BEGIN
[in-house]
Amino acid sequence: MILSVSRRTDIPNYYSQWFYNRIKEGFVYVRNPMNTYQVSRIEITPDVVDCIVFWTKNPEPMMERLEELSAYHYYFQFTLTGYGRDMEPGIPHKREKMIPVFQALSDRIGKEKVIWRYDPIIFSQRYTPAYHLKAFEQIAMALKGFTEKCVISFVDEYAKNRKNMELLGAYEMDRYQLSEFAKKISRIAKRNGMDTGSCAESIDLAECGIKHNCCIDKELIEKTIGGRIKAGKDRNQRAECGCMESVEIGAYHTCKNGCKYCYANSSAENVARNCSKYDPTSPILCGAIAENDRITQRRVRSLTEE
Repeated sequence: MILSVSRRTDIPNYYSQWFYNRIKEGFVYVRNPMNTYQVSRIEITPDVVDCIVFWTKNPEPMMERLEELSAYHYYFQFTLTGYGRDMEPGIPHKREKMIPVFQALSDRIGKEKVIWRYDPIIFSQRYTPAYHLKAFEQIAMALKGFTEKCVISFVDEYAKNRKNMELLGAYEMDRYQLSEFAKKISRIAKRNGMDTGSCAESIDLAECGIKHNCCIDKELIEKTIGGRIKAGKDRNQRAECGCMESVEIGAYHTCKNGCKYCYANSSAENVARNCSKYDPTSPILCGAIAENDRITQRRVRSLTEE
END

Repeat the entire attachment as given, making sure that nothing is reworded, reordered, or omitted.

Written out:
[in-house]
Amino acid sequence: MILSVSRRTDIPNYYSQWFYNRIKEGFVYVRNPMNTYQVSRIEITPDVVDCIVFWTKNPEPMMERLEELSAYHYYFQFTLTGYGRDMEPGIPHKREKMIPVFQALSDRIGKEKVIWRYDPIIFSQRYTPAYHLKAFEQIAMALKGFTEKCVISFVDEYAKNRKNMELLGAYEMDRYQLSEFAKKISRIAKRNGMDTGSCAESIDLAECGIKHNCCIDKELIEKTIGGRIKAGKDRNQRAECGCMESVEIGAYHTCKNGCKYCYANSSAENVARNCSKYDPTSPILCGAIAENDRITQRRVRSLTEE
Repeated sequence: MILSVSRRTDIPNYYSQWFYNRIKEGFVYVRNPMNTYQVSRIEITPDVVDCIVFWTKNPEPMMERLEELSAYHYYFQFTLTGYGRDMEPGIPHKREKMIPVFQALSDRIGKEKVIWRYDPIIFSQRYTPAYHLKAFEQIAMALKGFTEKCVISFVDEYAKNRKNMELLGAYEMDRYQLSEFAKKISRIAKRNGMDTGSCAESIDLAECGIKHNCCIDKELIEKTIGGRIKAGKDRNQRAECGCMESVEIGAYHTCKNGCKYCYANSSAENVARNCSKYDPTSPILCGAIAENDRITQRRVRSLTEE